Is Mission Impossible: Fallout the one with the huge glass building abseil in Dubai? Oh, no: that’s Ghost Protocol. Ok, so is it the one where Tom Cruise clings to the side of an aircraft as it takes off? Wait, nope: that’s Rogue Nation. Ah yes, Mission Impossible: Fallout is the sixth movie in the franchise and is the one where Cruise broke his foot. Whilst jumping off a roof. In a scene not long after a for real high-speed motorcycle chase in Paris. Which wasn’t long after a for real HALO parachute jump (High Altitude Low Opening).
As the Mission Impossible series of movies has progressed and sneakily dropped the numbering system since MI III, it has been the signature stunt work that has been the key identifier between entries. The stunts are jaw-dropping, popcorn-munching, hold your breath inducing triumphs of action cinema, even if the actual plot of the movies is somewhat secondary and interchangeable. Indeed, such interchangeability is built into the design of the movies to the point where when you see that one of the recent crop of Mission Impossible movies is on TV or available to stream, you are happy to watch because even though you likely can’t remember which ‘one’ it is; you know damn well that come the end you will be entertained regardless.
In Fallout there is some standard peril to be overcome. Nuclear devices are in play with baddie kerfuffle about ‘ending society in order to rebuild it’…yadda yadda yadda. Historically, baddies haven’t ever been Mission Impossible’s strong suit but that said, Fallout features a satisfyingly maniacal turn from returning villain Solomon Lane (Sean Harris). Battling the threat are the usual gang played by Ving Rhames, Simon Pegg as well as additional welcome and badass returnee Ilsa Faust (Rebecca Ferguson) as a former MI6 agent who helps out where possible. All of whom are lead by, of course, Tom Cruise as IMF (Impossible Missions Force) agent, Ethan Hunt.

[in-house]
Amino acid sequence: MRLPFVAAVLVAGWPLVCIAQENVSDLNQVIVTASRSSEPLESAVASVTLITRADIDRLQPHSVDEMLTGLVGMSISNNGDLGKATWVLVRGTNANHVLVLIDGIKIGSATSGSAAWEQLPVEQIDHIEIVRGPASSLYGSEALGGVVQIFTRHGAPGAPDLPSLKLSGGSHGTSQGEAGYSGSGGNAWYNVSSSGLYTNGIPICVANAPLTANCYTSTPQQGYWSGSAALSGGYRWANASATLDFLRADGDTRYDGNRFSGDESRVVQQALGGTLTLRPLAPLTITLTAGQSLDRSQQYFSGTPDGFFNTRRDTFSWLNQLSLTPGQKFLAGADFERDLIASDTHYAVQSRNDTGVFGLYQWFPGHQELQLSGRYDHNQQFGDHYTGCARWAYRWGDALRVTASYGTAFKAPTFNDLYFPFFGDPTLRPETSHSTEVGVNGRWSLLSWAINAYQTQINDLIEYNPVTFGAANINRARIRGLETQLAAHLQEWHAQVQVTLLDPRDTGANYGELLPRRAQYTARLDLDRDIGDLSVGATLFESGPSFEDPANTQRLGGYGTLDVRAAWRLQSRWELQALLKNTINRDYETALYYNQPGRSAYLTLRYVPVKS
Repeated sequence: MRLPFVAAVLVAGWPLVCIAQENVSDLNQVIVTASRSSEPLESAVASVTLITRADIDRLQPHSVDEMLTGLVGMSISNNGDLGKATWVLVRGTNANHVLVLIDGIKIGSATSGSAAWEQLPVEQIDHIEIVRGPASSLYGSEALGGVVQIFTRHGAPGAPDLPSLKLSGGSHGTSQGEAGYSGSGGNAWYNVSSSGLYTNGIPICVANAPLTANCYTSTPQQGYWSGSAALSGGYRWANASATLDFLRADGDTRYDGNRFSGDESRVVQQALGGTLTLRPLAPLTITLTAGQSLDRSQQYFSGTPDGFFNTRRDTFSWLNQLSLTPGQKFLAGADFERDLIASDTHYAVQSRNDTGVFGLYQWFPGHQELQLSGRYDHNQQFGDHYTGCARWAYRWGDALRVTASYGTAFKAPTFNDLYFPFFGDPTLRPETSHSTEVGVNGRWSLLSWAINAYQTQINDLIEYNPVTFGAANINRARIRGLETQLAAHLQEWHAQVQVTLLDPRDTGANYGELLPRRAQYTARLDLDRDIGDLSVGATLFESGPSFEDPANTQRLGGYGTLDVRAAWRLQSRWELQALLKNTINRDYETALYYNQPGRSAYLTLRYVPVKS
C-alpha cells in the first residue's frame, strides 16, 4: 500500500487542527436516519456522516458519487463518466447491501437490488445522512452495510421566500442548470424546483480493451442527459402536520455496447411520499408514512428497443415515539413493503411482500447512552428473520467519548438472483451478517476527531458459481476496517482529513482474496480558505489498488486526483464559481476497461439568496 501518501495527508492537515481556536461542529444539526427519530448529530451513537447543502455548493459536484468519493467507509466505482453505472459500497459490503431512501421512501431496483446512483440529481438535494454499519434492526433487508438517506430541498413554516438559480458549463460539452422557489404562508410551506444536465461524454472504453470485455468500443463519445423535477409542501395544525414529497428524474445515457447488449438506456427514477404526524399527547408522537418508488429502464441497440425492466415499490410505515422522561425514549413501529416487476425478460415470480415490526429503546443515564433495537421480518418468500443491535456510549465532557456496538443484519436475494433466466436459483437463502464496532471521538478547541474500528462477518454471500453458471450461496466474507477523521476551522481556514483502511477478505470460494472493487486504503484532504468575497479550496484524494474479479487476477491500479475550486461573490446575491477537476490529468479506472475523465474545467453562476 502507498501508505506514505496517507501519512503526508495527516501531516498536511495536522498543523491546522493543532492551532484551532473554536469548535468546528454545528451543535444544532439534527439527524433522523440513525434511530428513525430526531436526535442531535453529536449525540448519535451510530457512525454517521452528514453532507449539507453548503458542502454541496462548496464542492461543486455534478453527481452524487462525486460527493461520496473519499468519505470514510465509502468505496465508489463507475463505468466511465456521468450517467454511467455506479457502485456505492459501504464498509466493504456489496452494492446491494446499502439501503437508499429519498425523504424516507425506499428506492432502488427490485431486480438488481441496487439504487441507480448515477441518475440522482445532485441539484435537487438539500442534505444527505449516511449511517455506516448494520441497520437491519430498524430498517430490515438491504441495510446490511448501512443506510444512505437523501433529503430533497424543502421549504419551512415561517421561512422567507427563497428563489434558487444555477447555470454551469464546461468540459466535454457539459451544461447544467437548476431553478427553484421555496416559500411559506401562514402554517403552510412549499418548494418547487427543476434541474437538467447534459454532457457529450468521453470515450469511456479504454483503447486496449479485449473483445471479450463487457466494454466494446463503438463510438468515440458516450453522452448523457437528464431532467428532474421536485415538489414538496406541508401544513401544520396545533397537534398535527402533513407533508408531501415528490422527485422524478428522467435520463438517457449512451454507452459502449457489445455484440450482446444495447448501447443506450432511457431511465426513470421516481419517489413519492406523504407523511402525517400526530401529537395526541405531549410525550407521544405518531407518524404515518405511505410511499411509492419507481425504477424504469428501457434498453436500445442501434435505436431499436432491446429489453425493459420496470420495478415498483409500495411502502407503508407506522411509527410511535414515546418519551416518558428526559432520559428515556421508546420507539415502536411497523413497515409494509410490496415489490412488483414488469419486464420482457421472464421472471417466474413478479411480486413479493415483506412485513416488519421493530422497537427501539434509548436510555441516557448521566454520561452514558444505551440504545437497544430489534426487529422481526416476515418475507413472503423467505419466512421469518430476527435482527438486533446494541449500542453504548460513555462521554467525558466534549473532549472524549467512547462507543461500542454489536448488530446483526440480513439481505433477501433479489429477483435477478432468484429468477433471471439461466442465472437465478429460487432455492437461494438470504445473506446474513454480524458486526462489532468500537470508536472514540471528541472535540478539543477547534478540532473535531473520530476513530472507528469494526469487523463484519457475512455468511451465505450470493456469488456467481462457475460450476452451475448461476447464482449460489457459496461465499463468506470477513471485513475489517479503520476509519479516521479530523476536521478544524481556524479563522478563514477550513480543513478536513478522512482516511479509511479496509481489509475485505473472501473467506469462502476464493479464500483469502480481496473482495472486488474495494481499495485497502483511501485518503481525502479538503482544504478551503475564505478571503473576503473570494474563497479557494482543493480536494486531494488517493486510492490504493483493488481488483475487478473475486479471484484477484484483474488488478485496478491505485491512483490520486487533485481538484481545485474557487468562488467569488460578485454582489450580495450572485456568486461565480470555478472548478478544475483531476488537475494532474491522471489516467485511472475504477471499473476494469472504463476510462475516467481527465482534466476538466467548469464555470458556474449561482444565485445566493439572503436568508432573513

It almost goes without saying that the stunt work in Fallout is superb, considering the series trades so strongly on this reputation. But even such razzmatazz would be for naught if the central performances were lacklustre and one reason why the latter MI movies have landed so well is the superb mix of characters. Simon Pegg injects some much-needed comedy as the technically adept but frequently fearful Benji and his back and forth with Cruise is invariable entertaining.
Rhames has little to do but play solid support, which he does well, and newcomer August Walker (Henry Cavill), a CIA assassin sent to keep a watchful eye over proceedings, gets the gang’s backs up in a fun way so that sparks fly. The scenes where our protagonists bicker is every bit as entertaining as the car chases and explosions.
Tom Cruise can be somewhat of a polarising actor with some enamoured by his aura of charm while others think him lacking anything of note behind the eyes. I sit quite happily in the former camp and would also suggest that while Cruise is lauded for his commitment to “oh no don’t do THAT!!” stuntwork, he also does not get enough credit for his comedy talents. It not for nothing that his chemistry with Simon Pegg works so well as there are plenty of moments of little looks, prickly banter, and endearing chastisement that keep things from ever being too macho.
Another key ingredient in the mix is that Ethan Hunt is not superman (that’s Cavill, surely?) and his efforts frequently seem on the verge of failure. In Fallout his plans go awry, he loses fights, and he barely succeeds in his mission objectives. Again, this keeps us engaged as we see Hunt & Co wriggle out of ever-worsening situations. The final sequences where Cruise (again, for real) is clinging to a helicopter rope while Faust hand to hand fights for life and non-fighter Pegg is mere moments from death is a triumph of editing and pacing that keeps you hanging on through every otherwise overblown moment.
You don’t even have time to pause and process how Hunt is now throwing fists literally on top of a mountain with tumbling helicopters to dodge. How did we get here? Who cares! Shovel more popcorn in!
With a series that rests so heavily on stunt work for it’s wow factor, the elephant in the room must be the series’ aging star. Cruise, at the time of writing now 58 years old, surely can’t keep up this intensity? The most self-aware that Fallout gets is when characters gather around a battered Hunt and plainly stress as to what would happen if he wasn’t there to save us, as if pleading the audience to suspend disbelief and get behind more installments. With MI 7 and MI 8 both in production surely a graceful bowing out of sorts must be on the cards?
In the meantime, slap on Mission Impossible: Fallout and enjoy having your brain awash with deeply satisfying munchable entertainment, especially the bit with the speeding train / super long real-time underwater sequence/fight at the opera…wait, which one is this again?
Words by Mike Record